I was a bit confused when my supervisor told me to use Windows VM through Vagrant for testing environment. AFAIK each VM should be treated as a single machine, so it requires a Win license.

There are several criterias for us to be able to use Win WM legally.
One of them is Qualified Multitenant Hoster (QMTH) Program from MS, it authorizes qualified 3rd-party hosting service providers to host customers’ Win VM. Other option is to check if we have on-premise dedicated use rights.

I don't know if we fulfill any of the criteria. I don't want to cause any trouble so I am not gonna ask my supervisor about it.

  • 2
    you can use vms without keys and throw them away after testing.
  • 4
    Windows licencing is difficult. AFAIK you have to licence the whole hypervisor (unless you host in Azure, GCloud, AWS with licences provided by your hoster).
    Even if you don't run windows and hyper-v you can/must buy licences for the hypervisor. Windows Server Standard allows 2 VMs, Datacenter an unlimited amount.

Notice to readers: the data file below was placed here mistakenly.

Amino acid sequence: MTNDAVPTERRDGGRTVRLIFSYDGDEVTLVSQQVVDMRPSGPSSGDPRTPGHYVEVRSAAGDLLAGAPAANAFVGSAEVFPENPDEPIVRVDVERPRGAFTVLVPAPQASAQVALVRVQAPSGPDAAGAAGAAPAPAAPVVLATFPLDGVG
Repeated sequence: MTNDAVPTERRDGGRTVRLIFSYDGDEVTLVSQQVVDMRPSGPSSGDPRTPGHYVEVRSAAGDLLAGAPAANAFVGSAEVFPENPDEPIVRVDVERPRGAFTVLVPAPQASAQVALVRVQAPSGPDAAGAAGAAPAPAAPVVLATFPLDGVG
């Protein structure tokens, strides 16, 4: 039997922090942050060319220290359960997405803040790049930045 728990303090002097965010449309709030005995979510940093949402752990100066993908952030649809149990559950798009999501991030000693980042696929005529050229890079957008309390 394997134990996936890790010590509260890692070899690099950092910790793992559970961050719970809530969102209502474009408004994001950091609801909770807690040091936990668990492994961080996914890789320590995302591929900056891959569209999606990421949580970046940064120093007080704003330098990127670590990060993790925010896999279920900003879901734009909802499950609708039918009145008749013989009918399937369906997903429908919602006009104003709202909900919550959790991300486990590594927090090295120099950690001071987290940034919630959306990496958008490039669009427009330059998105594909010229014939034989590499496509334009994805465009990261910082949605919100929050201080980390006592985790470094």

Keep in mind activation != correctly licensed.

    If you just do some tests on your local machine, I wouldn't care too much then. But if you go productive / do it a long time, keep in mind Microsoft may do unannounced audits.
  • 1
    @sbiewald there's still the standalone hyper-v server that doesn't require any license because it's just barebones OS with just Hyper-V.
  • 2
    @theKarlisK Still, if windows server VM runs on it, a datacenter licence is required for the host (even you only put this licence in a safe).
    The same applies for hypervisor running any other software (Proxmox, VMware, ...).
  • 3
    There's a good chance the VM is using pool licences.
    I think that's how it worked, even for virtual machines, at a friends workplace.

    Edit: personally I don't think it's a big deal, if the VM only lives for testing purposes and then gets deleted later. If it's something more persistent, maybe ask your supervisor.
  • 1
    @sbiewald yes, correct - the guest VMs still need a proper licence, I'm just pointing out that you don't necessarily need a licence to run a Hyper-V host machine.
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